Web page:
“He was on his second tour when he was shot down. He was a veteran of Guadalcanal and had seen a lot of service,” Weber said. “They sent him home after he escaped capture in Rabaul Bay.”
For Weber and Squadron VMF-114 they still had a ways to go. The unit moved on to Peleliu where the U.S. Marine Corps was catching hell from entrenched Japanese troops. The U.S. “ground pounders” were receiving air support form VMF-114.
“When we landed at the air base at Peleliu the Japs had snipers shooting at us from the hills. It was just something we had to put up with.
“We had to be very careful where we dropped our bombs because we dropped them so close to our guys,” he said.
It was round robin affair for the pilots. They would take off, bomb their targets, fly back to base, get more bombs and do it all over again.
The battle for Peleliu went on for weeks. The enemy was protected in concrete bunkers like may other Japanese-held islands in the Pacific during World War II. They had to be rooted out by Marines who did a lot of dying on the island. Weber remembers it as being a couple of miles wide and maybe five miles long.
It was during this period the Burnt Store Country Club resident came as close to dying as he ever would during the Second World War.
“We were flying a fighter sweep to hit an ammo dump. I had a new wing man who was carrying napalm he was going to bomb the dump with,” Weber said. “After we attacked the ammo dump the new man told me by radio he didn’t believe his bombs ignited.
“So I flew back by myself to strafe the bombs with machine gun bullets to make them explode. The Japs were waiting for me with their .37-mm anti-aircraft guns,” be said.
“A .37-mm shell came up through the bottom of my fuselage. It blew my rudder pedal off and damaged my instrument panel,” Weber said. “I got a bunch of shrapnel in my face and leg.”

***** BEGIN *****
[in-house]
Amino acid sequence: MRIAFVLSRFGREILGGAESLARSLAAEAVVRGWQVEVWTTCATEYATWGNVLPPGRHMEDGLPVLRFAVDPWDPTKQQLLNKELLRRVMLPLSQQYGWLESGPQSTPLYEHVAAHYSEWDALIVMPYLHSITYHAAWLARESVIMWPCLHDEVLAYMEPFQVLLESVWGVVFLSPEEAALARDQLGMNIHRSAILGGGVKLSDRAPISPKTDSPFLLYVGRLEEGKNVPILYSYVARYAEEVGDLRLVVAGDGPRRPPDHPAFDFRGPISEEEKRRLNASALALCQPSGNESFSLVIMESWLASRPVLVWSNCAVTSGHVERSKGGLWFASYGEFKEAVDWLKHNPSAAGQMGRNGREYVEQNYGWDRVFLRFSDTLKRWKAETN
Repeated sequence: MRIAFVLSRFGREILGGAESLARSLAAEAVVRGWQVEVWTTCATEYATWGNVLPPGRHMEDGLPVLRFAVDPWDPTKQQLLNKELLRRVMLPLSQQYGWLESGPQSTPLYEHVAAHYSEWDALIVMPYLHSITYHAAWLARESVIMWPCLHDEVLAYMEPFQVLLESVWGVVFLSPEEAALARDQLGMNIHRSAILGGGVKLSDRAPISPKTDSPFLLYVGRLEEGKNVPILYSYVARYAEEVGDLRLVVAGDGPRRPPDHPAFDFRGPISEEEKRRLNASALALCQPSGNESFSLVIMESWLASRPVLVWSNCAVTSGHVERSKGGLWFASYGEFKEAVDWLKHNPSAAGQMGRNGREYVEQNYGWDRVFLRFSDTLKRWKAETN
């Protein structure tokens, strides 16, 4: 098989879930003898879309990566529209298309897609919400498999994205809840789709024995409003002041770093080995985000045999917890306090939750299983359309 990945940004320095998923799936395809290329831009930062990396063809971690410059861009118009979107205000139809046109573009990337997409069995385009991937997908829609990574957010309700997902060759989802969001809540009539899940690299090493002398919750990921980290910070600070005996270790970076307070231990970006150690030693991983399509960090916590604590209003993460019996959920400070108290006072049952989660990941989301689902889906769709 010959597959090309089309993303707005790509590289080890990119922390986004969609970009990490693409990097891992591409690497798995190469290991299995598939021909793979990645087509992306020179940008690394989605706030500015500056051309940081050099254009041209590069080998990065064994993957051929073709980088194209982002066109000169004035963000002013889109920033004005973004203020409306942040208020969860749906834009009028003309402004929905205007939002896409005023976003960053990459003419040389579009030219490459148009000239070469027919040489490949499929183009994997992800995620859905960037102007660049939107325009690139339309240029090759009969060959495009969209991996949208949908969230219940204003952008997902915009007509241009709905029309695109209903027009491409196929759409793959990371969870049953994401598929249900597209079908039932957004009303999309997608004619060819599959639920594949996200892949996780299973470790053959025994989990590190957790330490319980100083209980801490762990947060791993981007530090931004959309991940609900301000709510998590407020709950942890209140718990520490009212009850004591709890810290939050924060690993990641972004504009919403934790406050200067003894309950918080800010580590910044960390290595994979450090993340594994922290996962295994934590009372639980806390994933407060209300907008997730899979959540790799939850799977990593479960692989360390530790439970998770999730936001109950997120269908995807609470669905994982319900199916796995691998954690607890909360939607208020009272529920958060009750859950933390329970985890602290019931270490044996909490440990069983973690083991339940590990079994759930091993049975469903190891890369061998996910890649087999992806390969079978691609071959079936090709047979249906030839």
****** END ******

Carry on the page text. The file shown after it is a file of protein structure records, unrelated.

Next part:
He kept his Corsair flying and caught up to his fighter wing as it flew back to base 100 miles away. Weber was flying on a wing and a prayer when he finally touched down on the runway.
“When I started to land I discovered my brakes and rudder controls were gone. As the wheels touched the runway I pulled the bar that retracted them and the Corsair’s fuselage and wings scraped along the runway until my plane skidded to a stop in front of a torpedo bomber getting ready for takeoff,” Weber said.
The ground crew sprayed the engine with fire-retardant foam. A couple of men climbed up on the wing of his fighter and helped him climb out of the cockpit. He spent the remainder of the day having the doctor removed iron from his body–the results of the exploding enemy ant-aircraft shell.
“I got drunk that night with my buddies. I was back flying in about a week,” he said.
It wasn’t long afterwards, on May 6, 1945, Weber and the other 40 pilots of Marine Corps Squadron VMF-114 got word they were going home. They had spent more than a year fighting in the Pacific.
They were loaded aboard a C-47 twin-engine transport plane for the long flight home. From Peleliu they flew to Guam and from there to Eniwetok and on to Kwajalein, the Johnson Islands, Pearl and finally Oakland, Calif.
Weber would remain in the service for another four years, reach the rank of major, fly fighter jets and retire from the military in 1949. He would become the advertising director of the Muskegon Daily Phoenix, a newspaper in Muskegon, Okla.